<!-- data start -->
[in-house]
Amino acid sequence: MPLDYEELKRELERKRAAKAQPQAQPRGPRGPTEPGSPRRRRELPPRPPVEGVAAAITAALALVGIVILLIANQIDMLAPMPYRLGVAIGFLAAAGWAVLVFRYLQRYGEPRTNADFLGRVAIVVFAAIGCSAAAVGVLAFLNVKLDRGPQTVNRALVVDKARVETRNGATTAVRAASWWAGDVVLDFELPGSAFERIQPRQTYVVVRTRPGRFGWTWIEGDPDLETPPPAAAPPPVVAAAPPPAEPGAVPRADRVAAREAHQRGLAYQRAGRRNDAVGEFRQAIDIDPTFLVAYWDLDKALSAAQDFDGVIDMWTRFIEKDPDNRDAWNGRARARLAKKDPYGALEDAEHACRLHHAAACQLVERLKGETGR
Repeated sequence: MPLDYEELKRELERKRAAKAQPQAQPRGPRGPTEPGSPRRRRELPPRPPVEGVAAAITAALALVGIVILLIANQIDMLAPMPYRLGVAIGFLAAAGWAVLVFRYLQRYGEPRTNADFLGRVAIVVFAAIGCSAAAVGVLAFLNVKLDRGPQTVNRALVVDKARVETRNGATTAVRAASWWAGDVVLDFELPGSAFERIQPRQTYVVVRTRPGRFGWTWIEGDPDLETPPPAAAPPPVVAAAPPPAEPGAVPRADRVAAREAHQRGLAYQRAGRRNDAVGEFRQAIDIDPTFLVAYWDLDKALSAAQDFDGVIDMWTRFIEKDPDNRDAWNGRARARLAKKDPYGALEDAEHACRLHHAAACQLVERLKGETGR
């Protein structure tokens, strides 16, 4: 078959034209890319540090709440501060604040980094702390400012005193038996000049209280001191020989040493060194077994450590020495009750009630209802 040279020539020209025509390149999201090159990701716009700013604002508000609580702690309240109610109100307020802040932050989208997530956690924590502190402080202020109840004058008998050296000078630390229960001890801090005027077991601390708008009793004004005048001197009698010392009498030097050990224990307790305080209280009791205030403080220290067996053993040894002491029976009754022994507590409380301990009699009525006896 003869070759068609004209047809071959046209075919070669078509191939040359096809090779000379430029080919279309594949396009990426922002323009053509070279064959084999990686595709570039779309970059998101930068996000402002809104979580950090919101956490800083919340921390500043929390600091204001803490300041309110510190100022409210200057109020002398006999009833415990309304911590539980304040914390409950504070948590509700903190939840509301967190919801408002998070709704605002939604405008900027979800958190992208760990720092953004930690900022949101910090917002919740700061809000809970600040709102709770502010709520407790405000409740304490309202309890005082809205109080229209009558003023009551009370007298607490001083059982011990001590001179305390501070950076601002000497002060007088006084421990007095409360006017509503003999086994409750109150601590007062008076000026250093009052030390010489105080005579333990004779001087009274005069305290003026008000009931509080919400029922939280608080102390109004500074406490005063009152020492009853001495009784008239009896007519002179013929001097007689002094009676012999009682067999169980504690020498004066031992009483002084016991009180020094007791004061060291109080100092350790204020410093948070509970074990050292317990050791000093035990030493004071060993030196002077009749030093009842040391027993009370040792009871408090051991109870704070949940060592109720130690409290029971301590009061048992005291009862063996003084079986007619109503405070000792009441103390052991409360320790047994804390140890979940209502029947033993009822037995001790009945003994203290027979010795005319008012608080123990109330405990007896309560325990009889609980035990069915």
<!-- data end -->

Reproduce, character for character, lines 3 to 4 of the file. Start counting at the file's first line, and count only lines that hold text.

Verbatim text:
Repeated sequence: MPLDYEELKRELERKRAAKAQPQAQPRGPRGPTEPGSPRRRRELPPRPPVEGVAAAITAALALVGIVILLIANQIDMLAPMPYRLGVAIGFLAAAGWAVLVFRYLQRYGEPRTNADFLGRVAIVVFAAIGCSAAAVGVLAFLNVKLDRGPQTVNRALVVDKARVETRNGATTAVRAASWWAGDVVLDFELPGSAFERIQPRQTYVVVRTRPGRFGWTWIEGDPDLETPPPAAAPPPVVAAAPPPAEPGAVPRADRVAAREAHQRGLAYQRAGRRNDAVGEFRQAIDIDPTFLVAYWDLDKALSAAQDFDGVIDMWTRFIEKDPDNRDAWNGRARARLAKKDPYGALEDAEHACRLHHAAACQLVERLKGETGR
């Protein structure tokens, strides 16, 4: 078959034209890319540090709440501060604040980094702390400012005193038996000049209280001191020989040493060194077994450590020495009750009630209802 040279020539020209025509390149999201090159990701716009700013604002508000609580702690309240109610109100307020802040932050989208997530956690924590502190402080202020109840004058008998050296000078630390229960001890801090005027077991601390708008009793004004005048001197009698010392009498030097050990224990307790305080209280009791205030403080220290067996053993040894002491029976009754022994507590409380301990009699009525006896 003869070759068609004209047809071959046209075919070669078509191939040359096809090779000379430029080919279309594949396009990426922002323009053509070279064959084999990686595709570039779309970059998101930068996000402002809104979580950090919101956490800083919340921390500043929390600091204001803490300041309110510190100022409210200057109020002398006999009833415990309304911590539980304040914390409950504070948590509700903190939840509301967190919801408002998070709704605002939604405008900027979800958190992208760990720092953004930690900022949101910090917002919740700061809000809970600040709102709770502010709520407790405000409740304490309202309890005082809205109080229209009558003023009551009370007298607490001083059982011990001590001179305390501070950076601002000497002060007088006084421990007095409360006017509503003999086994409750109150601590007062008076000026250093009052030390010489105080005579333990004779001087009274005069305290003026008000009931509080919400029922939280608080102390109004500074406490005063009152020492009853001495009784008239009896007519002179013929001097007689002094009676012999009682067999169980504690020498004066031992009483002084016991009180020094007791004061060291109080100092350790204020410093948070509970074990050292317990050791000093035990030493004071060993030196002077009749030093009842040391027993009370040792009871408090051991109870704070949940060592109720130690409290029971301590009061048992005291009862063996003084079986007619109503405070000792009441103390052991409360320790047994804390140890979940209502029947033993009822037995001790009945003994203290027979010795005319008012608080123990109330405990007896309560325990009889609980035990069915």